Leadership Skills List and Examples

Leadership skills in the workplace
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When companies hire for leadership roles they look for people with qualities that will allow them to successfully interact with colleagues, clients, and others in the workplace and beyond. People in leadership roles are required to put people first.

Employers also look for candidates who have a high degree of emotional intelligence, patience, and a working knowledge of human resources, in order to keep both the employee and the company taken care of.

Here's a list of leadership skills and qualities for resumes, cover letters, job applications, and interviews. Skills will vary based on the job for which you're applying, so also review our lists of skills listed by job and type of skill.

The Most Important Skills Employers Look for in Leadership Roles


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Communication is about more than the basics of sharing ideas, or conveying information. For leaders, communication is the most fundamental skill he or she can possess when it comes to leading an individual, or a team. Leaders should be able to effectively communicate with individuals, and with groups. Communicating well is more than the sum of its parts.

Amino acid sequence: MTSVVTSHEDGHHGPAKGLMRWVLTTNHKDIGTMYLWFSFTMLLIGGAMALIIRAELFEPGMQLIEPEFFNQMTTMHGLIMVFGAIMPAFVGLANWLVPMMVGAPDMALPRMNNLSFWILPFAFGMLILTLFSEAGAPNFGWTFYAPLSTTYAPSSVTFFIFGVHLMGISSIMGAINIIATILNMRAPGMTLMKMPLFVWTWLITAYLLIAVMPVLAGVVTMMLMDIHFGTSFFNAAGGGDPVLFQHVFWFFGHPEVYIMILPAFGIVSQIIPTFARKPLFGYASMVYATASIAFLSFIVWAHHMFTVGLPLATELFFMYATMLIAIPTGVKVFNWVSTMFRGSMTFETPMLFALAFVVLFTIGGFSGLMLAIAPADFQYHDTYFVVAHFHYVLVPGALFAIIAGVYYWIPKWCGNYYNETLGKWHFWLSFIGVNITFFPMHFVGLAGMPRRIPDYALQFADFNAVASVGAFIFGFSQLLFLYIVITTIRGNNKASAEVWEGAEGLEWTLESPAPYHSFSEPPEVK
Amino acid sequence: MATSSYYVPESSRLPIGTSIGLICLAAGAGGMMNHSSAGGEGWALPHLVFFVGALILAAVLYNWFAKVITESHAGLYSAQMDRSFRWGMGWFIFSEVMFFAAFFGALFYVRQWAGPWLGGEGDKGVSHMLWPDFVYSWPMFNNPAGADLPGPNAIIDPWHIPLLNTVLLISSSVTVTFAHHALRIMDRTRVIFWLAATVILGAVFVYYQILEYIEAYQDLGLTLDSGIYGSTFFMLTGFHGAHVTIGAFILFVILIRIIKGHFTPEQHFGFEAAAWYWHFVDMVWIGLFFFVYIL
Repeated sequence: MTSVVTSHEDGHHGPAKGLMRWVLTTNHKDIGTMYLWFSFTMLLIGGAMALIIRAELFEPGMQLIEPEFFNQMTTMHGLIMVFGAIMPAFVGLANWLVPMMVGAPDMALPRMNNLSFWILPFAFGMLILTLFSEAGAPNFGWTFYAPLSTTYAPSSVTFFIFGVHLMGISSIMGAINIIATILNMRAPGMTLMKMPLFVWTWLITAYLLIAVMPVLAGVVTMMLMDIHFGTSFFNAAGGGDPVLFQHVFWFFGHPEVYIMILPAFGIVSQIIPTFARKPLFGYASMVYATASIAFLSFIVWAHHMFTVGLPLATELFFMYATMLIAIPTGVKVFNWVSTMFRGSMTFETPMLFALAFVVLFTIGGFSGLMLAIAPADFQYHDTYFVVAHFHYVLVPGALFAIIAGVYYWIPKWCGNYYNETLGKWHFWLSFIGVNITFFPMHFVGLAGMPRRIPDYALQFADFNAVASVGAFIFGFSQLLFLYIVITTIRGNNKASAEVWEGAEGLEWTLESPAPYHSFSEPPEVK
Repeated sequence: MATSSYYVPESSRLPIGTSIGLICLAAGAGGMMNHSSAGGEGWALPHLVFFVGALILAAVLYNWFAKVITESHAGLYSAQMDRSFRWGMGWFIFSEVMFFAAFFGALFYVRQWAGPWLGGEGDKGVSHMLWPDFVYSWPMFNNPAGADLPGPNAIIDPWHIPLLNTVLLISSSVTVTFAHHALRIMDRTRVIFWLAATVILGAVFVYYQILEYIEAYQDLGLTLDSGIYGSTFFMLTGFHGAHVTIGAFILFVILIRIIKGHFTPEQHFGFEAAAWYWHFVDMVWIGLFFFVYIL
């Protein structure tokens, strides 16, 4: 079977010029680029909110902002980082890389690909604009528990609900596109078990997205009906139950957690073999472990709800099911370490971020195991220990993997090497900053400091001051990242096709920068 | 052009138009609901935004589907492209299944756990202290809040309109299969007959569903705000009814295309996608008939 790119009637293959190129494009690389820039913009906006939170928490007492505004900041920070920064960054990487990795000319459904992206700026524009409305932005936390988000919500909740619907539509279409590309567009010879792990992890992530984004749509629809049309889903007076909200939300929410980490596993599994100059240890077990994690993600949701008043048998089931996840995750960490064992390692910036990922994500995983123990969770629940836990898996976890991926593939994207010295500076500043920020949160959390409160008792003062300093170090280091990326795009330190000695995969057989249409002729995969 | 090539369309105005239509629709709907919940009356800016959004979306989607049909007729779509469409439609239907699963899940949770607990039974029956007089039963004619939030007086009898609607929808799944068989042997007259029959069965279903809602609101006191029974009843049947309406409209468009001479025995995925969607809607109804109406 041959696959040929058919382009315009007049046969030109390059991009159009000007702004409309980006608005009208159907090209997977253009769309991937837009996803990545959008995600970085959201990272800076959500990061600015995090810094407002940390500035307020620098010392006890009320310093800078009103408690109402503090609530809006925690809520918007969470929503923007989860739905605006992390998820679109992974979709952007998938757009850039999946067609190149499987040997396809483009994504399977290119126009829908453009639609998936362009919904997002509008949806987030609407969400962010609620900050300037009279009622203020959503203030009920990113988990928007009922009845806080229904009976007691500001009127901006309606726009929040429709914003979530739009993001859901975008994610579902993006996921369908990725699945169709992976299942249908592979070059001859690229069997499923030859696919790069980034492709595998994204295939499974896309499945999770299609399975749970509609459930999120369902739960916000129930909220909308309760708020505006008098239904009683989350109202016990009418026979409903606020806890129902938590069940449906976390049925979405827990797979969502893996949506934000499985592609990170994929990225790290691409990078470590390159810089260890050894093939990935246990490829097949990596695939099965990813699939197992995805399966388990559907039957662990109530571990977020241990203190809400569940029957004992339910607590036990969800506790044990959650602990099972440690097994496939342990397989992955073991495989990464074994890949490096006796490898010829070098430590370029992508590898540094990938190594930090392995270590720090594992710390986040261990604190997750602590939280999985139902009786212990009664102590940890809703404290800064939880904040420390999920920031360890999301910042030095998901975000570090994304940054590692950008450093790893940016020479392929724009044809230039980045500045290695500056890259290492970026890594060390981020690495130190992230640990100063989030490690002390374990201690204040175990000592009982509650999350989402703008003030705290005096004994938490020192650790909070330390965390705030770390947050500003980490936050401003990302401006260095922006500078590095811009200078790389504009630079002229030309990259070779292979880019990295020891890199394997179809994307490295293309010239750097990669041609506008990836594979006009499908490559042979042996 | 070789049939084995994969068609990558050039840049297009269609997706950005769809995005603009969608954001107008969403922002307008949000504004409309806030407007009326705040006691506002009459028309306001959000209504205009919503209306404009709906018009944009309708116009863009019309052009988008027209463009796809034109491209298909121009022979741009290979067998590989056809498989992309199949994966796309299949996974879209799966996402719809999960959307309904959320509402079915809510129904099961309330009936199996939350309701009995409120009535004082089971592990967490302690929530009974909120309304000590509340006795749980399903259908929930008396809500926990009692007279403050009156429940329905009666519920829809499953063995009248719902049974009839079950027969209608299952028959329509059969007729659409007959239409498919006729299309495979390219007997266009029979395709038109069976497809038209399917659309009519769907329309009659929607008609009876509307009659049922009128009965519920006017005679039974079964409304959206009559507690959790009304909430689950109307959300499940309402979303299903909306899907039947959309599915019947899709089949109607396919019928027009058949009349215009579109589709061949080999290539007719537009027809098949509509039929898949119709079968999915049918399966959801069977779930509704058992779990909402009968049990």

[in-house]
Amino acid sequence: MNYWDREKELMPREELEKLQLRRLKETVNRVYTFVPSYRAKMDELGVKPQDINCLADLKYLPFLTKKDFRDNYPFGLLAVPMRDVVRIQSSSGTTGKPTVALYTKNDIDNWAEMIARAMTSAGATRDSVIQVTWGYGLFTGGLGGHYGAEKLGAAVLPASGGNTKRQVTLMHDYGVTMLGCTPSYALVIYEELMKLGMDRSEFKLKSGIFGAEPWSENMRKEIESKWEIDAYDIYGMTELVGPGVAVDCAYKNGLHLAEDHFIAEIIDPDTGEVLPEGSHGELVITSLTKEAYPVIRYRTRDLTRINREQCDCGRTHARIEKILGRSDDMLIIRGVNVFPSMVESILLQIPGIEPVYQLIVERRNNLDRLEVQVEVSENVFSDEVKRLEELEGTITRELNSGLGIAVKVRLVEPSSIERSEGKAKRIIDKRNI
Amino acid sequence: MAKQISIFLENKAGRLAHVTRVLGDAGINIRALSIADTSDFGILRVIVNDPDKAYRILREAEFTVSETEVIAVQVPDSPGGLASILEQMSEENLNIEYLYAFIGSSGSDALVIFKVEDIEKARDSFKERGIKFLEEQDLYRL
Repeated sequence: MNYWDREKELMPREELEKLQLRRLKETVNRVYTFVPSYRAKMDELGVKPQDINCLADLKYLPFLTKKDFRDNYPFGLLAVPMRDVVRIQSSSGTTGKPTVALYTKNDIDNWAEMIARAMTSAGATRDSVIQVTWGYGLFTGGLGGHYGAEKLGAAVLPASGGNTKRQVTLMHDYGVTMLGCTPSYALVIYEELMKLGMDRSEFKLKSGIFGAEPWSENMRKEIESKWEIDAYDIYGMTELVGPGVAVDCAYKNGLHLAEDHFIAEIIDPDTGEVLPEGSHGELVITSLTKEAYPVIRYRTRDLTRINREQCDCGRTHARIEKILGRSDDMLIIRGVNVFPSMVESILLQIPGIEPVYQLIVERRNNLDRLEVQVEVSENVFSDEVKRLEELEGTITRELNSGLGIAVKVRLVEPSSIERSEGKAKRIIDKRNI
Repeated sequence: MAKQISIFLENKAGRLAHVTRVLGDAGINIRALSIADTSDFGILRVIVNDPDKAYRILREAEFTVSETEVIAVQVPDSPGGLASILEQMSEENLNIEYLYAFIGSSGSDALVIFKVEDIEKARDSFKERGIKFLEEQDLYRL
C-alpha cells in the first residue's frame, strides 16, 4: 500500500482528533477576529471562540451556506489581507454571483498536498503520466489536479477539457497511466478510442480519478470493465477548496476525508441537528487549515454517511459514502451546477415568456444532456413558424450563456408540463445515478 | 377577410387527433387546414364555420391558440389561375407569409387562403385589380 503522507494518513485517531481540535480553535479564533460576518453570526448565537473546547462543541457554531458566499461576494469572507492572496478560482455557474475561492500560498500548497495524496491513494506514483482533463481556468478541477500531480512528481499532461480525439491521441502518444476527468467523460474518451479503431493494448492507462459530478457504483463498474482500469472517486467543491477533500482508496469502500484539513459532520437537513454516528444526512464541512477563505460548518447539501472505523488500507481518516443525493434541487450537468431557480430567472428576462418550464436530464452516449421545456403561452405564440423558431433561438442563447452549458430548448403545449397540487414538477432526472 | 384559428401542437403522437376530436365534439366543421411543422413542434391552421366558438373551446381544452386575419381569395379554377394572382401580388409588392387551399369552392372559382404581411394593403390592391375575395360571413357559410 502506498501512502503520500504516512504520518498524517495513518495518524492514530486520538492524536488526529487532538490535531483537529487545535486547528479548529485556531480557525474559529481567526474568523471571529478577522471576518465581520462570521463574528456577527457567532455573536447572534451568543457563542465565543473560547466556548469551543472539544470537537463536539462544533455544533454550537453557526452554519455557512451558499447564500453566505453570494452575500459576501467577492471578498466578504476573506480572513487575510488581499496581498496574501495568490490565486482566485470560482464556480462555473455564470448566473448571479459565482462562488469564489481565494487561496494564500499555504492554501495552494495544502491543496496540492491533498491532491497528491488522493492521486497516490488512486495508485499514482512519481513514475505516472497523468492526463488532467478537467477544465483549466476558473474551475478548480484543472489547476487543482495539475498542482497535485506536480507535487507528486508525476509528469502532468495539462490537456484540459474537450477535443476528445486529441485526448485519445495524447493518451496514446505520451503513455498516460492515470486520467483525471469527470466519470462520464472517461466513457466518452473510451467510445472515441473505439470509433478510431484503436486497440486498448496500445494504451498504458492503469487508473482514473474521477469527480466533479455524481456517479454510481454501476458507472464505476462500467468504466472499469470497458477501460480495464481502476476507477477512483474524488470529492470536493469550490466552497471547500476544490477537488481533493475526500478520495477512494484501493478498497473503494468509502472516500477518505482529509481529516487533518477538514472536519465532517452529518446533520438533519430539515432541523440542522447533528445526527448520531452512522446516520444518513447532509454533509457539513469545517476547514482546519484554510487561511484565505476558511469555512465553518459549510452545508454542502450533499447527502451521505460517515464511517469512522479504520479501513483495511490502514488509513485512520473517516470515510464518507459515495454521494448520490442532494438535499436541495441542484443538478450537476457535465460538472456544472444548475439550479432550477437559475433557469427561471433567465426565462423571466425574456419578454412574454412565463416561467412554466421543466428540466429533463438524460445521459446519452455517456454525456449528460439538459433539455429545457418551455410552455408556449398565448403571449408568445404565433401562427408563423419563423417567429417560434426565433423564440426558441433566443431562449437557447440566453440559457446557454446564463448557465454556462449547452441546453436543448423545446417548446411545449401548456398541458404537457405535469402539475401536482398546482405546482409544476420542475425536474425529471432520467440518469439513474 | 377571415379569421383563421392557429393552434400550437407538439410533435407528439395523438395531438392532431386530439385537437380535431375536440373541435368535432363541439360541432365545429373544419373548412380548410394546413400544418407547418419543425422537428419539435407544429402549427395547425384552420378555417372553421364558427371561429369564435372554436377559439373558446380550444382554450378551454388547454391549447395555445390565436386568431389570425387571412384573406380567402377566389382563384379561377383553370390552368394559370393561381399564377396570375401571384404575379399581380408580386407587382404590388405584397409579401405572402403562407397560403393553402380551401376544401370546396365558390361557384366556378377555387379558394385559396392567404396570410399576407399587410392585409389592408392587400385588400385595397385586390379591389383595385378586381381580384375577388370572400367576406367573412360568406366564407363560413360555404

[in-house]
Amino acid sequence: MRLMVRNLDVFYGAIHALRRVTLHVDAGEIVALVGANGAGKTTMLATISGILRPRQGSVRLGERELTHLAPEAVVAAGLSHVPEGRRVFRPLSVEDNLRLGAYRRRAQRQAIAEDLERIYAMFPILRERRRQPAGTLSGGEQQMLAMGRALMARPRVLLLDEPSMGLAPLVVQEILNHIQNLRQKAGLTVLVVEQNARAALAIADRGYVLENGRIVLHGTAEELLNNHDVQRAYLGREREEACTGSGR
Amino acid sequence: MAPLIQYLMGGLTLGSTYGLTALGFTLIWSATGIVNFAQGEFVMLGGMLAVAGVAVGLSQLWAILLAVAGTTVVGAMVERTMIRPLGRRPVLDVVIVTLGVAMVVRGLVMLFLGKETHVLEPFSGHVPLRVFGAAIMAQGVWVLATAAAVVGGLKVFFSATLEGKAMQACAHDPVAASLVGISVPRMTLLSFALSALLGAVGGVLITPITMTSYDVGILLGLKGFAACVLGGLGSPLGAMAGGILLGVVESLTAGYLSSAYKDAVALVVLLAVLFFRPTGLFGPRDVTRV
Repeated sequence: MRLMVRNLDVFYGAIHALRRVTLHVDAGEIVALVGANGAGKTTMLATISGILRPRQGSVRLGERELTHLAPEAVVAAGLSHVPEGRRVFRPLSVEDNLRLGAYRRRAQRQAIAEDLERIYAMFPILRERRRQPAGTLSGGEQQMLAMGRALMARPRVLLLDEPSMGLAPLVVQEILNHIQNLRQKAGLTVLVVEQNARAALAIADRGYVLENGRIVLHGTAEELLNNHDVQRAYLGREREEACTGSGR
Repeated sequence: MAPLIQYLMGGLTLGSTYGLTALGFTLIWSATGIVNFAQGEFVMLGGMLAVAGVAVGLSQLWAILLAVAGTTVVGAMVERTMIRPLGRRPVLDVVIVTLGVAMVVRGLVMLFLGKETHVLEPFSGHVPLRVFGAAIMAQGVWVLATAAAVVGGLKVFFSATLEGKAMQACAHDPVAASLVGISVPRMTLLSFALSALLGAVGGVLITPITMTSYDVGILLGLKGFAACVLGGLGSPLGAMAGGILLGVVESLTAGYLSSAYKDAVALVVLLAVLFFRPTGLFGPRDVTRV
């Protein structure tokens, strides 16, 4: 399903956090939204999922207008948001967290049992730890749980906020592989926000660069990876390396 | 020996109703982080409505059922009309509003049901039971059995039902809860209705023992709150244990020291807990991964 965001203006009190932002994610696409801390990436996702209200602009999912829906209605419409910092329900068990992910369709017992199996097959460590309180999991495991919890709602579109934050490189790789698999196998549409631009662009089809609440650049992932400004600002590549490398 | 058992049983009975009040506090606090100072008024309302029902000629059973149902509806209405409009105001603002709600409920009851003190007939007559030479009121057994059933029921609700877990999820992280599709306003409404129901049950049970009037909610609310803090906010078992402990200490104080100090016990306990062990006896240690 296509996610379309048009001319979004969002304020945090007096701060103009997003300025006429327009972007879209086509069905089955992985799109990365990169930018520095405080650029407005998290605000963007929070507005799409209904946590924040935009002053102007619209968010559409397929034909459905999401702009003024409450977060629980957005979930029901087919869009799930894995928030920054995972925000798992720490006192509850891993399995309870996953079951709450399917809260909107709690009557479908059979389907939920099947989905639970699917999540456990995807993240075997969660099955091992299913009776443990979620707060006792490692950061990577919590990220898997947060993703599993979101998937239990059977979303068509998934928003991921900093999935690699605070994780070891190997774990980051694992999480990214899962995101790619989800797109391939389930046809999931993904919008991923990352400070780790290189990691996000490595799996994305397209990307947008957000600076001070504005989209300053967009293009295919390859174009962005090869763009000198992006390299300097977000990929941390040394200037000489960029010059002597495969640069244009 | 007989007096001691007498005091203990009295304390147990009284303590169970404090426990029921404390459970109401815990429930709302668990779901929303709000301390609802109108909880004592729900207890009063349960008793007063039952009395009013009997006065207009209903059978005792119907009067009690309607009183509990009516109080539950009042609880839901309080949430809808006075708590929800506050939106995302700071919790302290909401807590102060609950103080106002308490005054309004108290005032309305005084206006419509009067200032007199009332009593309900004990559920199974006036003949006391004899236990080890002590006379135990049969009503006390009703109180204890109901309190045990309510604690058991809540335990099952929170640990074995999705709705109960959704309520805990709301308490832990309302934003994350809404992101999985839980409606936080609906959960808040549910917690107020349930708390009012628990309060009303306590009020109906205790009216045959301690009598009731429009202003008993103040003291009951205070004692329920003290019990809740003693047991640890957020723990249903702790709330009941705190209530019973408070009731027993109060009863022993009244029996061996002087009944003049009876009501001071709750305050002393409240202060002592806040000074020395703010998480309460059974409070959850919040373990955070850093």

It’s one thing to say or write something, and another to have people know exactly what you mean. A good communicator will be able to express themselves clearly, without engendering confusion or murkiness. A good communicator also understands that communication goes both ways: being a good listener is as important (or possibly more important!).

Nonverbal Communication
Being a good communicator means transcending written and verbal communication. An excellent communicator will convey a sense of openness and non-judgment, even when they’re not saying anything. Body language and general countenance can sometimes convey even more than words. Employers will often seek candidates who are intrinsically calm, open, optimistic, and positive. These traits usually come through nonverbally.